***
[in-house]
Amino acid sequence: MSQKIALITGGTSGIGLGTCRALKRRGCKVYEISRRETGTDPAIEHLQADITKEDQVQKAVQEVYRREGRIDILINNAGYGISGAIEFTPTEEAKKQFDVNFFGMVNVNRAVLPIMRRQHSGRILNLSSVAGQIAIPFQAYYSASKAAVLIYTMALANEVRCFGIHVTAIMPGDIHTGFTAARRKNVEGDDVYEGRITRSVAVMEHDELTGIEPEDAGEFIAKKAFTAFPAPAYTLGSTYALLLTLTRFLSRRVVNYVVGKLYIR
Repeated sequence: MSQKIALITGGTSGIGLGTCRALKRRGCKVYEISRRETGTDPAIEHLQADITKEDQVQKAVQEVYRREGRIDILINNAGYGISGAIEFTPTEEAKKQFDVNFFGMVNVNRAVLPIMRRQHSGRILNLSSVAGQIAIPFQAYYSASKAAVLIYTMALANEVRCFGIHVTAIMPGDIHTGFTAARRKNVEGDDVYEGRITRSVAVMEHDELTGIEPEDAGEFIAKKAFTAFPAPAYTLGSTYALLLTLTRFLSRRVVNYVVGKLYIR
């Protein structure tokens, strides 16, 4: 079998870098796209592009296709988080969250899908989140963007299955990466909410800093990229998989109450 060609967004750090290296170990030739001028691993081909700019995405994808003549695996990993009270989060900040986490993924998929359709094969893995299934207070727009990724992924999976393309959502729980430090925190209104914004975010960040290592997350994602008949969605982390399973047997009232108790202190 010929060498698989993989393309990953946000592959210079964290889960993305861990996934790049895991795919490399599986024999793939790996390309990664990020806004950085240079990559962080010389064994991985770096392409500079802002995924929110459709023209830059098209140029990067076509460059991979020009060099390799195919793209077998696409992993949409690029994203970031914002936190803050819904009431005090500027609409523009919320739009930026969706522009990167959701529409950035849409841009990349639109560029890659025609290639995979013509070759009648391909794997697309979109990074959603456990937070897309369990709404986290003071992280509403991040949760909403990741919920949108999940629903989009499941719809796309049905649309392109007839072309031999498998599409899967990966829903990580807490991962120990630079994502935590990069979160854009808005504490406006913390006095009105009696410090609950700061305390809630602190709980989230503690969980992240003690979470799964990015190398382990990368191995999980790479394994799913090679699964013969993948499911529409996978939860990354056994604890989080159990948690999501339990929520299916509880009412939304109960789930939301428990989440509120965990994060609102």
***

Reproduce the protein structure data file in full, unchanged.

[in-house]
Amino acid sequence: MSQKIALITGGTSGIGLGTCRALKRRGCKVYEISRRETGTDPAIEHLQADITKEDQVQKAVQEVYRREGRIDILINNAGYGISGAIEFTPTEEAKKQFDVNFFGMVNVNRAVLPIMRRQHSGRILNLSSVAGQIAIPFQAYYSASKAAVLIYTMALANEVRCFGIHVTAIMPGDIHTGFTAARRKNVEGDDVYEGRITRSVAVMEHDELTGIEPEDAGEFIAKKAFTAFPAPAYTLGSTYALLLTLTRFLSRRVVNYVVGKLYIR
Repeated sequence: MSQKIALITGGTSGIGLGTCRALKRRGCKVYEISRRETGTDPAIEHLQADITKEDQVQKAVQEVYRREGRIDILINNAGYGISGAIEFTPTEEAKKQFDVNFFGMVNVNRAVLPIMRRQHSGRILNLSSVAGQIAIPFQAYYSASKAAVLIYTMALANEVRCFGIHVTAIMPGDIHTGFTAARRKNVEGDDVYEGRITRSVAVMEHDELTGIEPEDAGEFIAKKAFTAFPAPAYTLGSTYALLLTLTRFLSRRVVNYVVGKLYIR
């Protein structure tokens, strides 16, 4: 079998870098796209592009296709988080969250899908989140963007299955990466909410800093990229998989109450 060609967004750090290296170990030739001028691993081909700019995405994808003549695996990993009270989060900040986490993924998929359709094969893995299934207070727009990724992924999976393309959502729980430090925190209104914004975010960040290592997350994602008949969605982390399973047997009232108790202190 010929060498698989993989393309990953946000592959210079964290889960993305861990996934790049895991795919490399599986024999793939790996390309990664990020806004950085240079990559962080010389064994991985770096392409500079802002995924929110459709023209830059098209140029990067076509460059991979020009060099390799195919793209077998696409992993949409690029994203970031914002936190803050819904009431005090500027609409523009919320739009930026969706522009990167959701529409950035849409841009990349639109560029890659025609290639995979013509070759009648391909794997697309979109990074959603456990937070897309369990709404986290003071992280509403991040949760909403990741919920949108999940629903989009499941719809796309049905649309392109007839072309031999498998599409899967990966829903990580807490991962120990630079994502935590990069979160854009808005504490406006913390006095009105009696410090609950700061305390809630602190709980989230503690969980992240003690979470799964990015190398382990990368191995999980790479394994799913090679699964013969993948499911529409996978939860990354056994604890989080159990948690999501339990929520299916509880009412939304109960789930939301428990989440509120965990994060609102």